Theatre & Films Productions

One Flew Over the Cuckoo’s Nest

It was a fine university day. The birds were chirping and purple flowers blossoming. Until, our dear beloved and respected class rep. who is always devoted to her work (Nunds) gave me the golden opportunity to photocopy HRM notes on culture. One fine day, I sat down and I read it – because I do read sometimes, though very rarely: Chapter 3: Managing Culture by Stephen Linstead, under the section, The Origins of Organisational Culture, last 3 lines in paragraph 3 and I quote:

“A good film to watch, which relates to negotiated order, power and culture is One Flew Over the Cuckoo’s Nest (1973) starring Jack Nicholson and directed by Milos Forman”

Given the vivid effects of better understanding HRM (in some way) after watching Office Space. I decided to take advantage of the broadband connection and download the movie from the information super highway. I sat down and with the dolby Headphone enjoyed the 5 Oscar Winning film. It was a fantastic film. Amazing performance by Jack Nicholson. Great screenplay. as well as being entertaining, great way of understanding concepts in Sociology and well as Psychology. Ref:


Ref: One Flew Over the Cuckoo’s Nest – Sociological Analysis

The movie One Flew Over the Cuckoo’s Nest is based on the experience of a criminal that elected to move to a mental institution to avoid serving his time at a prison work camp.

The criminal, Randall P. McMurphy, or McMurphy, as the other inmates call him, was under the impression that his sentence would be converted to the amount of time he would need to spend in the institution. What he did not realize was that once he was admitted to the institution, he would not be released until the medical staff felt he was safe for society.

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McMurphy goes about living in the institution, and creates a society among several of the patients, which has a large impact on the structure of the institution. His relationships with the other patients in the ward develops into a society where thoughts and opinions grow and interfere with the flow of the institution’s rules and regulations, and friction is made between the authorities and the patients.

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McMurphy strives to overcome the head nurse, Nurse Ratchet, and finds himself understanding the mentalities of the others in the ward.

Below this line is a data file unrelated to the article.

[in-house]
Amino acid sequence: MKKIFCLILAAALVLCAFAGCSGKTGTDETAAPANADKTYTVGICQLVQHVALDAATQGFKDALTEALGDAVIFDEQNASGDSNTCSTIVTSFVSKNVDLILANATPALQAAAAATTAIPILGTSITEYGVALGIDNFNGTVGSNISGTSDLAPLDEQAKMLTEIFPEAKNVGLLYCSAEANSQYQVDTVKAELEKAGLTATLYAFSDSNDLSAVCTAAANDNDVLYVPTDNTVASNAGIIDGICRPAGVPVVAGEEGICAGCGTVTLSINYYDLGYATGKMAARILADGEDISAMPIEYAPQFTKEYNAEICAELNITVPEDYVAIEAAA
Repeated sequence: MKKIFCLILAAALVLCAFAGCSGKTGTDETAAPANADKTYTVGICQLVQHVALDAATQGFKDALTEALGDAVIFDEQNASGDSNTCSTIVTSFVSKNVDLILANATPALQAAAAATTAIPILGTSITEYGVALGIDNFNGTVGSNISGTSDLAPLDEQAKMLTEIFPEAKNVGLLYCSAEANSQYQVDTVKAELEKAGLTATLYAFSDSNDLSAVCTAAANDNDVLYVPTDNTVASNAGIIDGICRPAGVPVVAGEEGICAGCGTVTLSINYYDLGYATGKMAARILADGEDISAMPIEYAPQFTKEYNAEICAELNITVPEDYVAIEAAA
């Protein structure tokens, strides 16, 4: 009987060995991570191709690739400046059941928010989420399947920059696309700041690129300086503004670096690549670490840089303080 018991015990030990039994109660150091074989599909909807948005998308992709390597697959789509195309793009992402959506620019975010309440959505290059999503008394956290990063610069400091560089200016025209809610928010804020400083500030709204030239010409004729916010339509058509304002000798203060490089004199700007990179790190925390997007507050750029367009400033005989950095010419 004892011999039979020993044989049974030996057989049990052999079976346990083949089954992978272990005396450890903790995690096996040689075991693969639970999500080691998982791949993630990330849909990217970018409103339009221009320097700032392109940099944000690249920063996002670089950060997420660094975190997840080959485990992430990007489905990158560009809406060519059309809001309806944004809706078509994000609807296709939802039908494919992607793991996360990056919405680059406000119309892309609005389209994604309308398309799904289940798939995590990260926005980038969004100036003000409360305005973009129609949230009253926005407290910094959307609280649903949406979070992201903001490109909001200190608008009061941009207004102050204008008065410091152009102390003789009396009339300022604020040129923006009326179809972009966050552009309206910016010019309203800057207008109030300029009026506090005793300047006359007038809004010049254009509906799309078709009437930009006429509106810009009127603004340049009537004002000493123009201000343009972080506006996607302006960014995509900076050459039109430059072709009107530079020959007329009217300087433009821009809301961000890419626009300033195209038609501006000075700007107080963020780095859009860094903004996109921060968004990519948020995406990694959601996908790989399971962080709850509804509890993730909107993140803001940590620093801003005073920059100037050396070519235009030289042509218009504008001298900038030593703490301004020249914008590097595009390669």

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This movie’s theme is about insanity and how people on “the other side” of the wall view the term “insanity”.


The term “society” is defined as a group of people that share a culture and common identity. This society is present when McMurphy is admitted to the institution, but he changes it by developing relationships with the other patients. This can be described as social influence. Social influence is where other people have an impact on and change the thoughts, perceptions, and behaviors of others.
When McMurphy first arrives at the institution, the other patients follow a structure in the institution where interactions with others are limited. Many of the patients are withdrawn from others, and only follow the daily “routine” assigned to them. This is a society of order and regulations, and the members of this society have a culture and common identity of being “insane” and in the institution for medical treatment.

Role Conflict

McMurphy changes this society by influencing the other patients. During his time in the ward, McMurphy develops relationships with the other patients and teaches them to interact with one another more completely. He also how to work towards what they wanted with both their accommodations in the hospital, as well as their personal goals for themselves and their success with their treatment.

While he is doing this, Nurse Ratchet becomes enraged at his attempt to change the system she strongly encourages and abides by. There is an unspoken feud between the two, and there is a role conflict between them as well. The role conflict is between the power of the authority, and the obedience of the patient.